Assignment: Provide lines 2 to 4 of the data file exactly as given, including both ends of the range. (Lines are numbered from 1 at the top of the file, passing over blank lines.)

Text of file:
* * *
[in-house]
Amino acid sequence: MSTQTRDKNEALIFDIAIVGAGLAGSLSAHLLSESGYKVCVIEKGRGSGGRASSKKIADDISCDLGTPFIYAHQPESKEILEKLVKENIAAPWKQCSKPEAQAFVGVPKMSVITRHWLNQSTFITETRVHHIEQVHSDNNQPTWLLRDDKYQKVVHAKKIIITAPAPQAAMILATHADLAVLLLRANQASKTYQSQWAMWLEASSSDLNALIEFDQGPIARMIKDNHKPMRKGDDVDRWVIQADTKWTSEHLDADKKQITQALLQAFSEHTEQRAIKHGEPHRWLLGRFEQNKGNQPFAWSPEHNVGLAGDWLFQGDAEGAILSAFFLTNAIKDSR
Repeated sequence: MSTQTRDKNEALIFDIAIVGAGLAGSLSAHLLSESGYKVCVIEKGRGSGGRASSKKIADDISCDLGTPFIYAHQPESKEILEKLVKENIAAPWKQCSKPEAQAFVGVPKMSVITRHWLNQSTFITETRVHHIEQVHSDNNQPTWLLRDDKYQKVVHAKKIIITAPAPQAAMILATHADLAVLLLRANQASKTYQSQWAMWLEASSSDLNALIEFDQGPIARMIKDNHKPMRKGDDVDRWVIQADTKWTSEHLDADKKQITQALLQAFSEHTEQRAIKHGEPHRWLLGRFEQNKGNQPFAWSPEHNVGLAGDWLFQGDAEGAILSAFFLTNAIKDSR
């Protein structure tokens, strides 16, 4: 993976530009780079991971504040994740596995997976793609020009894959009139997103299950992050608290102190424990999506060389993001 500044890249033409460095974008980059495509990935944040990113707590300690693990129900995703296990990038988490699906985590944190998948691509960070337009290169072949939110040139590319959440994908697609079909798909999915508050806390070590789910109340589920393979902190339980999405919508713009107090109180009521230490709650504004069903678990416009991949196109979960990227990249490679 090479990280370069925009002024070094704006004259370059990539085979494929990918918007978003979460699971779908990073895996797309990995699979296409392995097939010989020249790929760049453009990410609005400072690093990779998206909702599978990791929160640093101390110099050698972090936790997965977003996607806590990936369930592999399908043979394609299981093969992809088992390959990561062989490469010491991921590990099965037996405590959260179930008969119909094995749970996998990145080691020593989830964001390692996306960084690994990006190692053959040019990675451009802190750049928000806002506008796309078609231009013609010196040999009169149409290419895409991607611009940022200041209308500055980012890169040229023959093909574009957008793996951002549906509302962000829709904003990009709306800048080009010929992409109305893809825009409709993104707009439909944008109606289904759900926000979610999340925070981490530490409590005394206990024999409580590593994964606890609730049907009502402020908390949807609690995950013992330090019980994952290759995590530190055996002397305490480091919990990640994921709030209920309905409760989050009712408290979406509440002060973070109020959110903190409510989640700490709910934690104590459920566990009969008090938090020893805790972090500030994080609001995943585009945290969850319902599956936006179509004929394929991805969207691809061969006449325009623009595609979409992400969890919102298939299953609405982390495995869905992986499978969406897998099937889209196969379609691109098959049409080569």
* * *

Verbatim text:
Amino acid sequence: MSTQTRDKNEALIFDIAIVGAGLAGSLSAHLLSESGYKVCVIEKGRGSGGRASSKKIADDISCDLGTPFIYAHQPESKEILEKLVKENIAAPWKQCSKPEAQAFVGVPKMSVITRHWLNQSTFITETRVHHIEQVHSDNNQPTWLLRDDKYQKVVHAKKIIITAPAPQAAMILATHADLAVLLLRANQASKTYQSQWAMWLEASSSDLNALIEFDQGPIARMIKDNHKPMRKGDDVDRWVIQADTKWTSEHLDADKKQITQALLQAFSEHTEQRAIKHGEPHRWLLGRFEQNKGNQPFAWSPEHNVGLAGDWLFQGDAEGAILSAFFLTNAIKDSR
Repeated sequence: MSTQTRDKNEALIFDIAIVGAGLAGSLSAHLLSESGYKVCVIEKGRGSGGRASSKKIADDISCDLGTPFIYAHQPESKEILEKLVKENIAAPWKQCSKPEAQAFVGVPKMSVITRHWLNQSTFITETRVHHIEQVHSDNNQPTWLLRDDKYQKVVHAKKIIITAPAPQAAMILATHADLAVLLLRANQASKTYQSQWAMWLEASSSDLNALIEFDQGPIARMIKDNHKPMRKGDDVDRWVIQADTKWTSEHLDADKKQITQALLQAFSEHTEQRAIKHGEPHRWLLGRFEQNKGNQPFAWSPEHNVGLAGDWLFQGDAEGAILSAFFLTNAIKDSR
């Protein structure tokens, strides 16, 4: 993976530009780079991971504040994740596995997976793609020009894959009139997103299950992050608290102190424990999506060389993001 500044890249033409460095974008980059495509990935944040990113707590300690693990129900995703296990990038988490699906985590944190998948691509960070337009290169072949939110040139590319959440994908697609079909798909999915508050806390070590789910109340589920393979902190339980999405919508713009107090109180009521230490709650504004069903678990416009991949196109979960990227990249490679 090479990280370069925009002024070094704006004259370059990539085979494929990918918007978003979460699971779908990073895996797309990995699979296409392995097939010989020249790929760049453009990410609005400072690093990779998206909702599978990791929160640093101390110099050698972090936790997965977003996607806590990936369930592999399908043979394609299981093969992809088992390959990561062989490469010491991921590990099965037996405590959260179930008969119909094995749970996998990145080691020593989830964001390692996306960084690994990006190692053959040019990675451009802190750049928000806002506008796309078609231009013609010196040999009169149409290419895409991607611009940022200041209308500055980012890169040229023959093909574009957008793996951002549906509302962000829709904003990009709306800048080009010929992409109305893809825009409709993104707009439909944008109606289904759900926000979610999340925070981490530490409590005394206990024999409580590593994964606890609730049907009502402020908390949807609690995950013992330090019980994952290759995590530190055996002397305490480091919990990640994921709030209920309905409760989050009712408290979406509440002060973070109020959110903190409510989640700490709910934690104590459920566990009969008090938090020893805790972090500030994080609001995943585009945290969850319902599956936006179509004929394929991805969207691809061969006449325009623009595609979409992400969890919102298939299953609405982390495995869905992986499978969406897998099937889209196969379609691109098959049409080569």